You could be forgiven for taking Steven Soderburgh’s most recent public letter of resignation with a pinch of salt, but if Behind The Candelabra really is to be his last, the prolific director has shown us just what a tragedy his premature departure would be.
His 12th film of the last 5 years, Behind the Candelabra, tells the story of how a timid, young, bisexual vet (Matt Damon) become the chauffeur, lover, and later pet, of ivory-tickling superstar, Liberace, played with astonishing accuracy by Michael Douglas. After struggling to secure funding, the project was eventually picked up by HBO, rendering it ineligible for consideration at next year’s awards season, which is a shame as our two leads are at the very top of their game. Douglas perfectly captures the loneliness behind the façade of decadence and success, and Damon is utterly convincing as Scott Thorsen, the victim of Liberace’s poisonous infatuation with younger men.
Soderburgh directs with prerequisite confidence and style, capitalising fully on a superbly crafted script and some magnificent performances. The depiction of Liberace’s Las Vegas spectaculars are particularly well done; perfectly capturing the showmanship that made him the world’s highest paid entertainer. In the modern age of motion capture and CGI, it is not often that one is baffled by special effects, but the footage of Douglas shredding up the piano keys with a virtuosic Boogey-Woogey is jaw-dropping. Despite having the rather dirty tag of ‘TV movie’, no expense has been spared in recreating the outrageously lavish environment with which Liberace surrounded himself, and the film is never anything but cinematic, with the director’s signature yellow colour grading augmenting to the giddiness of the sweltering Las Vegas strip.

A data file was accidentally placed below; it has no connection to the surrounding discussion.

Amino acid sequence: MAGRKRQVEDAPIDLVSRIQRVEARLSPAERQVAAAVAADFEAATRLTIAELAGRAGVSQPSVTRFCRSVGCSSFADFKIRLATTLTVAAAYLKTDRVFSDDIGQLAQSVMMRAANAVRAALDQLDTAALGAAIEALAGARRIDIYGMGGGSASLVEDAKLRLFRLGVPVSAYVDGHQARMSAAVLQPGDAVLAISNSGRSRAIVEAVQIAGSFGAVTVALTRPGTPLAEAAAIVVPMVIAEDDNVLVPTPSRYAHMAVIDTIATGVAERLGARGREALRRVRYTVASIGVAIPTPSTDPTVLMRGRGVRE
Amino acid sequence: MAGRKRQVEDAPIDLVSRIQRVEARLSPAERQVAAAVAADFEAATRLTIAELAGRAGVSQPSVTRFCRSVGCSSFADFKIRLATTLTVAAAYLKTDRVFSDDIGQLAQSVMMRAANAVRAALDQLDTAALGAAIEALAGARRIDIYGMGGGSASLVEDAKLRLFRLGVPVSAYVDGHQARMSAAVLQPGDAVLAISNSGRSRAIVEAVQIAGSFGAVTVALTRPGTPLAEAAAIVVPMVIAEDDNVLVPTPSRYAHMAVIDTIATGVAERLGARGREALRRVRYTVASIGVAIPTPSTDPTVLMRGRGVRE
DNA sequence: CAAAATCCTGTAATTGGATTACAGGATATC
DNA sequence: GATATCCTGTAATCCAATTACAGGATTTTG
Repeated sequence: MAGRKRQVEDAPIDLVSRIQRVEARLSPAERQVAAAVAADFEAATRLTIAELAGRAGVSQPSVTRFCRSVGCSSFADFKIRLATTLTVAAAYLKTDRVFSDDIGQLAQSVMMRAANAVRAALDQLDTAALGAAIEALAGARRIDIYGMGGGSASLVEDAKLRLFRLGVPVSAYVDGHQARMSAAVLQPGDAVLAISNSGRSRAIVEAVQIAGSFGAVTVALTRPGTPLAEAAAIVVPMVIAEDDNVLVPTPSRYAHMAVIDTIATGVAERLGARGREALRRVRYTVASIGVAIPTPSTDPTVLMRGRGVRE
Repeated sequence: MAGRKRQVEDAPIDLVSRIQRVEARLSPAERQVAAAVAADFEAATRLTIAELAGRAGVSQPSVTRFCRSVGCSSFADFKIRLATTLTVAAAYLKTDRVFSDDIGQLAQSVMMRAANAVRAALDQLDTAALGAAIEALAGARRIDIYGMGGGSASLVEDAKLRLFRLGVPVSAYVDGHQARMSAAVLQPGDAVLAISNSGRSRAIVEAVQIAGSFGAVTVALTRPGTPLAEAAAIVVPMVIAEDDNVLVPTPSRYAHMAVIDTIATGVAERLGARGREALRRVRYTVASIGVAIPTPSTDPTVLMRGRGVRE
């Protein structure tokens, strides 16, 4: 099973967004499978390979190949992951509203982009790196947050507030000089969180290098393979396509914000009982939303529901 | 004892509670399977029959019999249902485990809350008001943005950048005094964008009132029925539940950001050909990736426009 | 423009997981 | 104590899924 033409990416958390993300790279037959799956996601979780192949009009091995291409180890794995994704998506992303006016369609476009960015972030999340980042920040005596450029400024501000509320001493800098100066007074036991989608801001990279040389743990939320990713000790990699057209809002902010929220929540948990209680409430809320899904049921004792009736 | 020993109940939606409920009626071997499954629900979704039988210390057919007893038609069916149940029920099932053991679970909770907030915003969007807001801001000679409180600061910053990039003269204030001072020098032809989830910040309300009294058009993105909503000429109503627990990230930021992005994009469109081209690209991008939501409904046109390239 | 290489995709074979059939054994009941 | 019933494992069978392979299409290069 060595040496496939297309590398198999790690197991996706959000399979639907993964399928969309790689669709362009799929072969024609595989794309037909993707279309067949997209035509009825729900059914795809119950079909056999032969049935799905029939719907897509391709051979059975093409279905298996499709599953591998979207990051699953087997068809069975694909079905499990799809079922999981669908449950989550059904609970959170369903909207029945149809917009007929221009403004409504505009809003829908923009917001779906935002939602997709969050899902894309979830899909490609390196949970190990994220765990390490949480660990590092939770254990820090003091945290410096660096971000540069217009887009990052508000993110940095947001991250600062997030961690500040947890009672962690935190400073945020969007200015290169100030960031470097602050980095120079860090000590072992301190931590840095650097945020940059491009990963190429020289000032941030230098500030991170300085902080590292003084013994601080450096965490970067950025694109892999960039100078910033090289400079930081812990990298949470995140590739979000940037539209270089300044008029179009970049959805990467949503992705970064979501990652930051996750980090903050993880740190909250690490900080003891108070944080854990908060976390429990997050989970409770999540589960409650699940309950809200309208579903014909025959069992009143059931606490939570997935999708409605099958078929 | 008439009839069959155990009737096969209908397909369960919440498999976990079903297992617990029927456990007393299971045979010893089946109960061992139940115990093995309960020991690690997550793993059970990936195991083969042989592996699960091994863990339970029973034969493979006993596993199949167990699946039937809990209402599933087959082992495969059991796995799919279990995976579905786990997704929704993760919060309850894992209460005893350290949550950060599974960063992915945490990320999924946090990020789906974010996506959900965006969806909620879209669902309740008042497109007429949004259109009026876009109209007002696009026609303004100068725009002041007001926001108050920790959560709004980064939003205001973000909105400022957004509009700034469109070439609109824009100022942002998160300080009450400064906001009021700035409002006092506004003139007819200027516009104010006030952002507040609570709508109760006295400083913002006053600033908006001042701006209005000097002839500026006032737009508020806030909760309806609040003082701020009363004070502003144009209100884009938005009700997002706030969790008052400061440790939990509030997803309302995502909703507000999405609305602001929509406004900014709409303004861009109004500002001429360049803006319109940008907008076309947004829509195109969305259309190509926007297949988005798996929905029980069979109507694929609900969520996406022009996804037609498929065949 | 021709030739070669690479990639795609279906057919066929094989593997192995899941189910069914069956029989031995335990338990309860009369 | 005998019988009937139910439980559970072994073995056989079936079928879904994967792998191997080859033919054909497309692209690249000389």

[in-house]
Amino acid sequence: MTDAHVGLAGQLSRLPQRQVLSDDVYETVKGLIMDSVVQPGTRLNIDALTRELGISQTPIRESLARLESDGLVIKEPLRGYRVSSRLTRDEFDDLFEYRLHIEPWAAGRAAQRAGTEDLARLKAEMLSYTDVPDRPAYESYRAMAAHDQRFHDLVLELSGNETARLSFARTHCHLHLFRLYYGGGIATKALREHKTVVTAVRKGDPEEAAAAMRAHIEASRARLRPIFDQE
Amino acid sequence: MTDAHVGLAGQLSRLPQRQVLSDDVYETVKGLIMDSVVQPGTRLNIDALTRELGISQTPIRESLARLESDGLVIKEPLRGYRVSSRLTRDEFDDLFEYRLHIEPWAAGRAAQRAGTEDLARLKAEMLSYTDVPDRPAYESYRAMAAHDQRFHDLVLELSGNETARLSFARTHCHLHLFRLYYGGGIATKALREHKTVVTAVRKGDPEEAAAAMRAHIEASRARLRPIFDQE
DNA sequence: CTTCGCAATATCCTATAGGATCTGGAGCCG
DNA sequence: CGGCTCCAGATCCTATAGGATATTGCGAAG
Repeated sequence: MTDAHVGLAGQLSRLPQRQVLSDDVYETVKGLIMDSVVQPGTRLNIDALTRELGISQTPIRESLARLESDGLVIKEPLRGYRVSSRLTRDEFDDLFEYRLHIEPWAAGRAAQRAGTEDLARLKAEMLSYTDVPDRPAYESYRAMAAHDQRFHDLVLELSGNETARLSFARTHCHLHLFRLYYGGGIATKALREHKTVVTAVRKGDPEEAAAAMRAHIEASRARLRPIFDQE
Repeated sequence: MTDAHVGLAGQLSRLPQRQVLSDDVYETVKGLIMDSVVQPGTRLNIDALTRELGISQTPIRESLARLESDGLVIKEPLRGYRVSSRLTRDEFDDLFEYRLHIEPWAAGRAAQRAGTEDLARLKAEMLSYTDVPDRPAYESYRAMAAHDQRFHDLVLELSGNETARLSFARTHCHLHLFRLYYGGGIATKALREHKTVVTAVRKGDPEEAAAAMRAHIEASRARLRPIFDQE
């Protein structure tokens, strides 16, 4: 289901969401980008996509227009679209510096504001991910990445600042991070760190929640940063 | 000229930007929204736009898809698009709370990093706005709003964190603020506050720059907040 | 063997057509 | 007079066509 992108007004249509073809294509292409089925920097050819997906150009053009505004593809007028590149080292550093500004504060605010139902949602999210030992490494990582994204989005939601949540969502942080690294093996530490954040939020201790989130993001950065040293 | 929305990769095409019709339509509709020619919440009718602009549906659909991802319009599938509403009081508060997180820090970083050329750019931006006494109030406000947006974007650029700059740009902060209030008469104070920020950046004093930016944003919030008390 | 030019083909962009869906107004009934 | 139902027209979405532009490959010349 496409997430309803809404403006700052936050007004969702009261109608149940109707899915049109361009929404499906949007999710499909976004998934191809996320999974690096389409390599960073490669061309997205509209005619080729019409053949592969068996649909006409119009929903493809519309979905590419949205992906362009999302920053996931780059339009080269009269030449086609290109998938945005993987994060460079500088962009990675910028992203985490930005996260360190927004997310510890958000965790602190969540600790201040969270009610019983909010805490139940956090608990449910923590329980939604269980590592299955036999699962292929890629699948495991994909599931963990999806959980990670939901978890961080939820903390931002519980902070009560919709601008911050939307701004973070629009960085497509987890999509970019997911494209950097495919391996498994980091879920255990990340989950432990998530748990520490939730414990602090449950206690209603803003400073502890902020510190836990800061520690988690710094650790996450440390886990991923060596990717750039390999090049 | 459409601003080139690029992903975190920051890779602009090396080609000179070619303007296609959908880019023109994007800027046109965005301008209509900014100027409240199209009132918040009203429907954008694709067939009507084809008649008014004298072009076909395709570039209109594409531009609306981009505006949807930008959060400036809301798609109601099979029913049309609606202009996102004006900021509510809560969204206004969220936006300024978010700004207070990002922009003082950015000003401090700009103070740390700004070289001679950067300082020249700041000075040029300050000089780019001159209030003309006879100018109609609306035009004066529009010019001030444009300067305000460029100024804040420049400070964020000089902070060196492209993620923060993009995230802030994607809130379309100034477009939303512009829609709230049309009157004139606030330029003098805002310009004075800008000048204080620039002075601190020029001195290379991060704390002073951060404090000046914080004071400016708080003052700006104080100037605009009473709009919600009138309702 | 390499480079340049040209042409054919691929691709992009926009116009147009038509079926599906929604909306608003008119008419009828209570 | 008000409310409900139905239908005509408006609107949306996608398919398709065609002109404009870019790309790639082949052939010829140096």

The pacing is implacable and the humour is black, with great support from Rob Lowe as a pill-popping plastic surgeon, facelifted beyond the point of recognition, and Dan Aykroyd as Liberace’s ruthless, but bullied lawyer. The film’s unflinching and boldly undoctored portrayal of the hedonistic homosexual subculture of the 1970’s may well have been the reason it struggled to find backing from the major studios, but Behind the Candelabra offers a unashamedly outrageous portrayal of its lascivious subject. However, underneath the latex and furs is an utterly believable same-sex relationship, with the same frankness and disregard for political correctness as the likes of I Love You Philip Morris.
Above all, Behind the Candelabra is consistently entertaining, and every bit as gripping as the likes of Out of Sight or Side Effects, with the spectacle of Magic Mike and the slickness of Ocean’s 11. Soderburgh’s refusal to be pigeon holed into a particular genre has given him a broad pallet with which he has painted a truly fine portrait of a pair of larger-than-life characters that could have so easily descended into caricature.
If this really is to be Soderburgh’s last picture, we can be thankful that Behind the Candelabra is a beautifully written, stylish swan-song with some extraordinary performances. It would be a huge shame to lose a filmmaker of such talent, especially one who still has the ability to surprise us.